Resilient Ukraine is Solution to Aggressive Russia

As Russia’s policy of aggressive regional revisionism continues, Ukraine must build resilience at home to protect society and ensure progress of reforms.

Expert comment Published 19 October 2020 Updated 23 October 2020 2 minute READ

In over a year since President Zelenskyy embarked on his diplomatic effort to ‘end war with Russia’, there have been some steps forward in releasing prisoners of war and a short-lived ceasefire period. But few have any illusions peace is likely in the near future.

Vladimir Putin’s statement in June that ex-Soviet republics had left the USSR ‘with gifts from the Russian people’ - meaning they had gained supposedly ‘Russian’ lands - shows he has no intention of changing Russia’s policy of revisionism and disruption.

And Russia’s recent engagement in Belarus, which could see Minsk losing sovereignty as the result of any bargain Lukashenka may have struck with Putin to stay in power, further endangers Ukraine’s northern border.

While it is important to withstand the onslaught of Russian aggression, equally crucial is building institutions, organizations and individuals that demonstrate commitment to reforms, shared values, engagement, unity around a common purpose, and a sense of identity.

Building this resilience at home is an essential strategy for Ukraine, to enable its society to absorb shocks and use crises to design new institutions - something Ukraine needs to do to be truly independent. Such efforts should also go hand-in-hand with strengthening diplomatic outreach to maintain the unity of Ukraine’s international partners on Russia, especially in relation to sanctions.

Increasing awareness of the domestic vulnerabilities Russia exploits to weaken Ukraine is the starting point for any sensible policy. Our research for Chatham House outlined the three most effective levers of negative Russian influence on Ukrainian society - armed conflict, corruption and the opaque nature of domestic politics.

The effects of the armed conflict in Donbas reverberate nationwide, which is precisely why Russia keeps it simmering. Ukraine struggles to properly reintegrate veterans back into civilian life, and they have many grievances. There has been an increase in violence and crime involving the use of firearms as, since 2014, one in ten Ukrainian citizens has acquired a weapon.

Social polarization is also growing between citizens who express strong patriotic sentiments and demand the restoration of the pre-war status for Donbas and those who would compromise along the lines laid down by the Kremlin.

In western Ukraine, support for the reintegration of Donbas is significantly lower than in the rest of the country, and is decreasing due to a lack of progress in the peace talks. Stalemate in the efforts to resolve the conflict works in favour of Kremlin-aligned parties, and could further fracture the already complex political landscape.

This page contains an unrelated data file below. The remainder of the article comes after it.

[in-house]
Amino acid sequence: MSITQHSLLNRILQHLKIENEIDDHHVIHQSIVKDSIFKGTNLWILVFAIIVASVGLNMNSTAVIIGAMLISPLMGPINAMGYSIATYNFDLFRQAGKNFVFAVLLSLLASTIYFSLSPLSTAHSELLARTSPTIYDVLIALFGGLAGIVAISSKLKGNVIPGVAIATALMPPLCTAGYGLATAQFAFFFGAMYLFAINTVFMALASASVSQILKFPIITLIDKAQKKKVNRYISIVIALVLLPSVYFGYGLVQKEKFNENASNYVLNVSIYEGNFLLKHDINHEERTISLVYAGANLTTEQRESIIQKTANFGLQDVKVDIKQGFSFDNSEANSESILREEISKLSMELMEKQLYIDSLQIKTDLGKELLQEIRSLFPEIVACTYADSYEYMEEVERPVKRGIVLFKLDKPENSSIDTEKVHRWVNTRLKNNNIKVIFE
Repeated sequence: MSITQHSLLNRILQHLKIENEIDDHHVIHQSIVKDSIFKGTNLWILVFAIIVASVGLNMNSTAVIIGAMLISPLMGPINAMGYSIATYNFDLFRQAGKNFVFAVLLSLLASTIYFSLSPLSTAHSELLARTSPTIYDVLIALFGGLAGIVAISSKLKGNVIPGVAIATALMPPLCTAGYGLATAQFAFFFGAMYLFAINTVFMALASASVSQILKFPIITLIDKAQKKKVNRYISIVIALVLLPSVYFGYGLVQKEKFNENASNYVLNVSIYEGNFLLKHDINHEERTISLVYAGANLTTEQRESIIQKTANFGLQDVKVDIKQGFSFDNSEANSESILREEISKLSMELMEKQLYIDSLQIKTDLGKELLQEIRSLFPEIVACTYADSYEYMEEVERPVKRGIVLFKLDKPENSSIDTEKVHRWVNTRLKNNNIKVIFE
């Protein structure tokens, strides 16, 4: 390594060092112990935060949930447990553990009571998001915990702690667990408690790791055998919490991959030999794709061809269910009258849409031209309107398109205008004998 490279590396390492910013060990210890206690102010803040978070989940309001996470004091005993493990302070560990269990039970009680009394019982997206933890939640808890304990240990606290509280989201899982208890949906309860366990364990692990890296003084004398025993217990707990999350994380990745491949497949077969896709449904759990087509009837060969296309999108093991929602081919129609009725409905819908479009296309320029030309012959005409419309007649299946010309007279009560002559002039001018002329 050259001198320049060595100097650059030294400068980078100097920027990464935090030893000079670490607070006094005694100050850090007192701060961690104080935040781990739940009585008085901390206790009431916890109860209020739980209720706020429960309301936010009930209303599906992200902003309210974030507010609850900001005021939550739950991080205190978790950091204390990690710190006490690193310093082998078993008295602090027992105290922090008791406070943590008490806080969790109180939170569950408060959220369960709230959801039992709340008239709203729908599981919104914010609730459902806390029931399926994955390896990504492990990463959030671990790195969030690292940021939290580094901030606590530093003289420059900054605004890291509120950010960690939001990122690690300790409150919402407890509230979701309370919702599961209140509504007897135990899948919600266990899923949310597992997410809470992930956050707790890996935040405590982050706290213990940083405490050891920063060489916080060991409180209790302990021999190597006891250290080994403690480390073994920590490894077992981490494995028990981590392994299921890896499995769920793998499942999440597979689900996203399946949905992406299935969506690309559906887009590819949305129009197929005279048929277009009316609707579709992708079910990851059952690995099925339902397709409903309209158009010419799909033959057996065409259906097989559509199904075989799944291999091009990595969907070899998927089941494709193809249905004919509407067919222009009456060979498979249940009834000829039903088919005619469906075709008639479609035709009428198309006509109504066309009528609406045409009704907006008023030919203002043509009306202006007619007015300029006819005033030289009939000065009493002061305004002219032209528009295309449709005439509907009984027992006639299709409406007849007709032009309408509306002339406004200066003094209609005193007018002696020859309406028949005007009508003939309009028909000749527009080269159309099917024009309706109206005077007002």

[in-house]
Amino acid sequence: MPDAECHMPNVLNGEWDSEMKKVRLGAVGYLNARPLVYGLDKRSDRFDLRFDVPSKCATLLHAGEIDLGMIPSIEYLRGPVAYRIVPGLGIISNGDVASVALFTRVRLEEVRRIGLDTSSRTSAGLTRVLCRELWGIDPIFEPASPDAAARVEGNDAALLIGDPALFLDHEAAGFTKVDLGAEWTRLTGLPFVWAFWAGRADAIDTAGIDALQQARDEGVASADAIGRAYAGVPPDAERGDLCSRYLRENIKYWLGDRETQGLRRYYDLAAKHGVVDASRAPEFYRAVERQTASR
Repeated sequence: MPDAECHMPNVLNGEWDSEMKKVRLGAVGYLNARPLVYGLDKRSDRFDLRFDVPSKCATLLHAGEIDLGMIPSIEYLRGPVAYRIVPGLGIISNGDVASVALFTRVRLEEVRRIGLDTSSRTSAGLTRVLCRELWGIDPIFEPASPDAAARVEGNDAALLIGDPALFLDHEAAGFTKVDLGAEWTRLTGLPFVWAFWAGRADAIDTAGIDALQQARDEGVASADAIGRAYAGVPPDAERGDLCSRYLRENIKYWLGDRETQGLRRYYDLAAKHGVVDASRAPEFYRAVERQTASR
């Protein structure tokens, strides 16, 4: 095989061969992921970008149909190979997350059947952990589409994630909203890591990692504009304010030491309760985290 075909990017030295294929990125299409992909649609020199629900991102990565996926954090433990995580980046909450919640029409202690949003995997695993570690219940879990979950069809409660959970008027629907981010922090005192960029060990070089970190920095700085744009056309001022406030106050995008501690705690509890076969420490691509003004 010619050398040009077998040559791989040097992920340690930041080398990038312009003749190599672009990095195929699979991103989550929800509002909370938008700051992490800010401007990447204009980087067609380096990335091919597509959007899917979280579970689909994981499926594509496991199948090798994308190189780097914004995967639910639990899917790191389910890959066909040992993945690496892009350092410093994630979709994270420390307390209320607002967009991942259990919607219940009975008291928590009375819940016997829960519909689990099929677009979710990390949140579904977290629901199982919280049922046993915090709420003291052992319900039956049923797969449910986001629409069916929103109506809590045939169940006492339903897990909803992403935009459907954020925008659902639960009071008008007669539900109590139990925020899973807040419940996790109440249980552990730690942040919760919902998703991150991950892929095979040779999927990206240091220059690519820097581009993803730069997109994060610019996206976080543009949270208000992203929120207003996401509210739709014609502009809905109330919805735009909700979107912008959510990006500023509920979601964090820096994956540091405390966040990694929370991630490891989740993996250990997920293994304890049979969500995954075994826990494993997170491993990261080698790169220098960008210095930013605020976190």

Reintegrating Donbas in a way that ensures Ukraine’s security is only possible if strategic and sustained efforts are directed at strengthening social cohesion. If this is achieved, the eventual return of Donbas does not pose a threat to the country’s statehood.

Ensuring strong connections across the whole of Ukraine in the form of transport links, exchange programmes between young people and professionals, and more direct communication between communities is key.

Ukrainian society already has some powerful reserves of resilience that should be channelled by the state and embedded at national and regional levels. Ukrainians are determined to defend their country and are optimistic they will overcome current hardships.

Horizontal links, nascent social cohesion among groups of active citizens and a vibrant civil society are helping Ukrainians to persevere. All these elements mobilized strongly again to meet the challenge of COVID-19.

It is a positive sign that President Zelenskyy’s administration has acknowledged the importance of resilience as one of the pillars of the new National Security Strategy. But so far, this remains a declaration on paper. It needs to be followed up with action.

To ensure that Ukraine’s internal system of governance has a resilient structure, most public agencies should be revamped into adaptive units that are agile, learning, and inclusive organisms.

Input from civil society and the private sector, as well as from the mayors and leaders of newly decentralized communities, should form the backbone of policymaking and social innovation.

Top-down design is doomed to failure, as it is not rooted in the reality of how the country functions. The decentralization process should be completed so that the country is ruled by ‘a team of teams,’ which works to ensure that concerted efforts deliver the results of real reform to citizens.

Finally, it is crucial to help Ukrainians develop critical thinking and media literacy in order to build a cognitive resilience against disinformation and information manipulation. Courses on this have been successfully piloted in Ukraine and should be scaled up for schools across the country.

A truly resilient Ukraine is not only able to withstand the hostile actions of Russia, but is also better prepared for future shocks, such as regional geo-strategic challenges, pandemics, natural disasters and disruptions to the global economy.